Tuesday, December 14, 2004

Oil and grease and lube, oh my!

No, dammit, not that kind. For machinery.

One of the side effects of often not being able to leave things alone is experimenting. In this case, different oils, etc., for guns and knives. With a knife the main issue is protection from rust; since I sometimes have blades out for people to look over, and they handle them, this is a big issue. With folding knives(a drop in the pivot points) and firearms, lubrication is also important. And there's a lot of stuff out there.

There's Break Free, and TriFlow, and Militech, and Eezox, and Remoil, and Rig, and LSA, and the list goes on. Some say they're CLP- cleaner, lubricant, protectant- others are lube or protectant only. Cosmoline is a protectant only, it's not expected to lubricate. And it works, but unless you're storing something for a long time, you don't want it. Most of them will do some light cleaning, but if you have real copper or lead or plastic fouling in a weapon, you have to clean it out with a cleaner, then use the other stuff to finish off the cleaning and lube it.

There's Microlon Gun Juice. It's primarily a dry lube; shake it up well, wipe the parts and let them dry. Repeat four times, and it's done. It seems to slick things up nicely, and on .22 barrels it is a wonder; treat the barrel according to instructions, and fouling just wipes out. I had a pistol that fouled the barrel badly after about 50-75 rounds, and this cured it. Doesn't seem much of a cleaner compared to other things, but for bores and triggers and such, it's wonderful stuff.

I've used Break Free, and Triflow and Eezox. They all work pretty well, for cleaning and lubing (with the caveat noted above). I gave Militech a quick try. It's supposed to be a dry lubricant only, wipe it on, warm a bit, then wipe the excess off. Mad Ogre had a link to some tests that showed it did little as a corrosion preventive though, so I didn't use it much. I'm fairly chicken about blades that took a long time to make, or firearms I don't want damaged. Eezox seems pretty good. It's another 'dry' lube, you clean and lube, then let the parts sit till it drys, leaving a film of dry lube. Seems a pretty good protectant, does a decent job cleaning, seems a decent lube.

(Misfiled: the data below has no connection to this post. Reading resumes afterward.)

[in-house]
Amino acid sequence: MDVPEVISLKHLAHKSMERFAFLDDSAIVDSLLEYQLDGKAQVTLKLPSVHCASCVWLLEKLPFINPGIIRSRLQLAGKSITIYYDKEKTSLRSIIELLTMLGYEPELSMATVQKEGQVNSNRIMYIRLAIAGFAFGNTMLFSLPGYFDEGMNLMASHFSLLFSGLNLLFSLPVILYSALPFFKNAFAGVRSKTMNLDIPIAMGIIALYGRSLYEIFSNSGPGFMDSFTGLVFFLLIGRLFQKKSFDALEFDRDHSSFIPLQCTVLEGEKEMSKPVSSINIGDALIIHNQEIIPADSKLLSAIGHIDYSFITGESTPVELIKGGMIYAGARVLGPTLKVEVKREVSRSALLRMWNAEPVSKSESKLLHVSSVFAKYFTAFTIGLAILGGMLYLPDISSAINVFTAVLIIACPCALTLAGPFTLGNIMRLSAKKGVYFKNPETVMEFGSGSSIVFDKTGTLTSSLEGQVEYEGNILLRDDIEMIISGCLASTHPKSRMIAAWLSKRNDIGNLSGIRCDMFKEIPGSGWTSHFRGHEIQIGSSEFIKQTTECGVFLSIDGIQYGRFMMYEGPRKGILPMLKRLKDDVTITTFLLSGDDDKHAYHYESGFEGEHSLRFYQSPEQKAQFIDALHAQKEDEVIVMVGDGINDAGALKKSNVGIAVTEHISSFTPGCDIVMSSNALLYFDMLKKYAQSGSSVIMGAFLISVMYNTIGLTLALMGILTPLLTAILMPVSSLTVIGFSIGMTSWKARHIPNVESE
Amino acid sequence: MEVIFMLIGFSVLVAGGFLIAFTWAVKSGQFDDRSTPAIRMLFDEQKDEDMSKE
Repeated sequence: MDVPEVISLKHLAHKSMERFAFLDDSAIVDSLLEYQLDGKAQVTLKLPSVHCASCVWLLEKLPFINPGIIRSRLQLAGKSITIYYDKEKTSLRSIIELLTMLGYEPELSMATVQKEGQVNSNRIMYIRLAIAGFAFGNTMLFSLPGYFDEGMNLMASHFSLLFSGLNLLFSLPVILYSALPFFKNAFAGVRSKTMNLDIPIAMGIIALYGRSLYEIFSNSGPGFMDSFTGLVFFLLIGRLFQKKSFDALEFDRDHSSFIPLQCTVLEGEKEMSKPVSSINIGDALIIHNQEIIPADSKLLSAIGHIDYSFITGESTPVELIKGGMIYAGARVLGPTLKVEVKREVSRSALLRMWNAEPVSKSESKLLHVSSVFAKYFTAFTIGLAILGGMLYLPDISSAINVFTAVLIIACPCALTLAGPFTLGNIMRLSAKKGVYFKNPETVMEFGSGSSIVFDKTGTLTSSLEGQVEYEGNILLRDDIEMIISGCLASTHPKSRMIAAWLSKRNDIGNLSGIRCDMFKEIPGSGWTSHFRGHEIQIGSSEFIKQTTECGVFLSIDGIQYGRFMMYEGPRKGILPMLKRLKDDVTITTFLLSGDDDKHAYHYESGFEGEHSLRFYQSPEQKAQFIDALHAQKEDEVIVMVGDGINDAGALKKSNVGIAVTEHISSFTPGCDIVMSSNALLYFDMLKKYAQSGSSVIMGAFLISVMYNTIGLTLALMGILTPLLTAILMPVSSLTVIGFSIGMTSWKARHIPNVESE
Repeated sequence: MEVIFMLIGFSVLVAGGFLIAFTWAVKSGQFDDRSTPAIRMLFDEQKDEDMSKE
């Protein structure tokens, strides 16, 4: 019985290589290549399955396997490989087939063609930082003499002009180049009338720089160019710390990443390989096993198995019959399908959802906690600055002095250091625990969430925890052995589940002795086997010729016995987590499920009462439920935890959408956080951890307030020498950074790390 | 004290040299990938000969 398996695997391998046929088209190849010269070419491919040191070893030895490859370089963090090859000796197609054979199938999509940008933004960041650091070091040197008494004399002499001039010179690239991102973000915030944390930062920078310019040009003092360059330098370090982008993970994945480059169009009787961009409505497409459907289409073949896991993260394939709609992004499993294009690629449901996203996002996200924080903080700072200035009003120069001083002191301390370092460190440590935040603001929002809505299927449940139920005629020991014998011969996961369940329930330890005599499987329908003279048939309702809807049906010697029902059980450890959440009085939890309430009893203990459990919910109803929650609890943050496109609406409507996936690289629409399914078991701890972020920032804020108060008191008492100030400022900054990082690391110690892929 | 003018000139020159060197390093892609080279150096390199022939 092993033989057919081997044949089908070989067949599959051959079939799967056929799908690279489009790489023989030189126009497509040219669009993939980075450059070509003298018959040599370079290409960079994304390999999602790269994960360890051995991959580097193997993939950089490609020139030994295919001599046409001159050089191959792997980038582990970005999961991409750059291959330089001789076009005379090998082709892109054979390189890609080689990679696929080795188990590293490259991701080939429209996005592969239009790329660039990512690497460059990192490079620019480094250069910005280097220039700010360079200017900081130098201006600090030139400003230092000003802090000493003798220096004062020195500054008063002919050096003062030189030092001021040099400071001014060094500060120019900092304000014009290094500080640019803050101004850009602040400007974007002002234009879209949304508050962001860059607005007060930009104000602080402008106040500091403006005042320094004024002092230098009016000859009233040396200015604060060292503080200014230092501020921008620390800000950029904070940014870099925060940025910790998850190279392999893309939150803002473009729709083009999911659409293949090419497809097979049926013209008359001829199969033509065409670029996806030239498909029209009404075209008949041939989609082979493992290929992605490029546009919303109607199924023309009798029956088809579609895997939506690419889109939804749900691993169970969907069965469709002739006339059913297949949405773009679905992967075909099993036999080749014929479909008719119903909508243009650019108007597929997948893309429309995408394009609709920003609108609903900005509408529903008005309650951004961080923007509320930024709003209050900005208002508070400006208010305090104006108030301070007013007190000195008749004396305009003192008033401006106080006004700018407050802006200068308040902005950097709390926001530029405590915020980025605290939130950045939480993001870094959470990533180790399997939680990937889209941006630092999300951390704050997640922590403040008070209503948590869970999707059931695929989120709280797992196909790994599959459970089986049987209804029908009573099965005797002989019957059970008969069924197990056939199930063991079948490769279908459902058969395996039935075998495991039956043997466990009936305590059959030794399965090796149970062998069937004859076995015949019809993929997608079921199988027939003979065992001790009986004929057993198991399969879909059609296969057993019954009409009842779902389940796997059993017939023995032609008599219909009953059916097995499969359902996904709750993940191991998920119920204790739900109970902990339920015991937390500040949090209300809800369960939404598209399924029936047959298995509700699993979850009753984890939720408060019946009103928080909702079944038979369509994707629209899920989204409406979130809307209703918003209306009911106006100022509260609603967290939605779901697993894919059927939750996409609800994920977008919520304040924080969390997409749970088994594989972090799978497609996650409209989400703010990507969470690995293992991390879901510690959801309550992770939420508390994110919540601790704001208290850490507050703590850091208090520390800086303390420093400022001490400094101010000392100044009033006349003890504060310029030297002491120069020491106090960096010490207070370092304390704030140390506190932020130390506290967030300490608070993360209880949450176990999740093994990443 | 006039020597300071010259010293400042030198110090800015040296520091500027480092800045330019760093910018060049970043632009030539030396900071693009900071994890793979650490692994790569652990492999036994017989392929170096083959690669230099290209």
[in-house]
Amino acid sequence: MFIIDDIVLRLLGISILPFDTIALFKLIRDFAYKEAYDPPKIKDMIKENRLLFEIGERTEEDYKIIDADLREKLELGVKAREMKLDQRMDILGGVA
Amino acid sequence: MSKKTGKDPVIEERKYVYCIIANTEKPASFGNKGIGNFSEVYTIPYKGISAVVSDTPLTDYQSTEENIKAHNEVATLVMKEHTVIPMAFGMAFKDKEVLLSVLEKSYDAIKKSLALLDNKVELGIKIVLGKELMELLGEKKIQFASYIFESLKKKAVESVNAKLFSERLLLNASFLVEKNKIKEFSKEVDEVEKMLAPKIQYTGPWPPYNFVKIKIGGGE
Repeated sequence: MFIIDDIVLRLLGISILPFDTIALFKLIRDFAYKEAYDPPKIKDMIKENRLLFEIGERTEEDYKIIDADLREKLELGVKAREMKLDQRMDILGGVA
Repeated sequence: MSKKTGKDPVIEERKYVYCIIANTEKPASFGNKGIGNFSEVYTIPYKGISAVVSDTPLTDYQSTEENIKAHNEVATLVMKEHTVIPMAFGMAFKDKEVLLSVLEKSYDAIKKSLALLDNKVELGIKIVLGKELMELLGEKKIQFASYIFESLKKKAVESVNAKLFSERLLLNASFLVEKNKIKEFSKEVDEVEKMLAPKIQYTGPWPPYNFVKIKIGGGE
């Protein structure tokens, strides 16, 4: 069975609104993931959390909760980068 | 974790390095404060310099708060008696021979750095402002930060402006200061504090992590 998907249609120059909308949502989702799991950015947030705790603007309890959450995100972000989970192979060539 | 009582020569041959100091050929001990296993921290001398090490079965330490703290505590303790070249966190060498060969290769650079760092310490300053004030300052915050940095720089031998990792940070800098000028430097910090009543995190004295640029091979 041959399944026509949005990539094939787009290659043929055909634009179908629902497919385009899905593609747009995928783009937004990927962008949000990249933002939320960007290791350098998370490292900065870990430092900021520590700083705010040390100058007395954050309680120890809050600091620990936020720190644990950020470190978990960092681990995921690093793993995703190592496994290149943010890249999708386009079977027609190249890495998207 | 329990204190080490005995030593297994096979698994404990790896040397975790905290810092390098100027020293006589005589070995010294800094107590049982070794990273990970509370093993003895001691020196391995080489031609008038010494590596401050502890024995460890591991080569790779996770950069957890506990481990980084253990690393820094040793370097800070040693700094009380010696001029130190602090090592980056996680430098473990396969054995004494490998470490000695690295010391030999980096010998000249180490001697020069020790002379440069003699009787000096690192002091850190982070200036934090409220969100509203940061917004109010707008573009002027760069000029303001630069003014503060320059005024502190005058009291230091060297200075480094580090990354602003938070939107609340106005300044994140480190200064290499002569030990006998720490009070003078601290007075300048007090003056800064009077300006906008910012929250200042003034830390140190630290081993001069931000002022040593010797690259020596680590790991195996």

Recently I got a bottle of Corrosion-X. It's a CLP, and I'd read some pretty good reports on it. It's also supposed to be a very good penetrant, good at breaking loose frozen nuts, screws, etc. And that's what I really needed. I've been working on an old .22 rifle that was supposed to be a take-down; barrel unscrews from the receiver so it could be more easily packed when travelling. This one had probably not been taken apart for at least sixty years, quite likely more, and the barrel was frozen in place. I had oiled, soaked with different penetrating oils, and nothing seemed to do it.(yes, I did consider taking it to a gunsmith, but until/unless I had to give up, I wanted to do it myself)
So I got a bottle of this. I stripped it down to barrel & receiver and sprayed a liberal amount at the joint where barrel meets receiver, and around the breech end of the barrel where it came through the wall, then propped it up and left it for a week. Every day I'd put a few more drops around the inside seam. After a week I took it to the post vise (heavy steel vise for blacksmith work) and clamped the barrel up, with the receiver just clear of the jaws and two pieces of 1/4" plywood for barrel pads. Wrapped a piece of thin leather around the receiver for padding and clamped a 12" pipe wrench to it. Then, with a slight prayer, took a steel rod I keep for such things and whacked the wrench handle.

And it moved.

Understand, I'd done this before with no result. I stood there looking at it for a few seconds, then checked to see if the barrel had slipped in the vise- it hadn't- then grabbed the handle and swung it around a turn. The receiver turned freely, and I finished removing it by hand. Surprisingly there was no trace of rust on the threads of receiver or barrel shank, and they were oily; they'd apparently been protected from the rust that had hit the outside of the piece, and it looked like the Corrosion-X had penetrated. Close examination showed that the rust that froze it had been the bit between the barrel shoulders and receiver, and it wasn't too bad. Cleaned everything thoroughly, lubed it, and put it all back together. It now takes down and reassembles with no problem.

This may have worked due to the other stuff, over time, having an effect, but I don't think so. I think the Corrosion-X did the job. I've tried it on a couple of seriously dirty- from firing- guns and it seemed to clean quite well, taking some lead fouling out of a pistol barrel as well as the best other stuff I've tried, so I'm going to keep working with it. If it takes copper fouling out, I'll be extremely pleased with it. I'm trying some things now to see how it works as a lube, we'll see how it comes out.

And I'm sure I'll hear of some other wonder product down the road, and I'll ahve to give it a try. For now I'm going to give the Corrosion-X a serious workout.

(no, they're not paying me for this. I wish someone was)

1 comment:

Anonymous said...

You might want to edit this post so the font is a bit larger. It keeps getting smaller and smaller as the post goes on.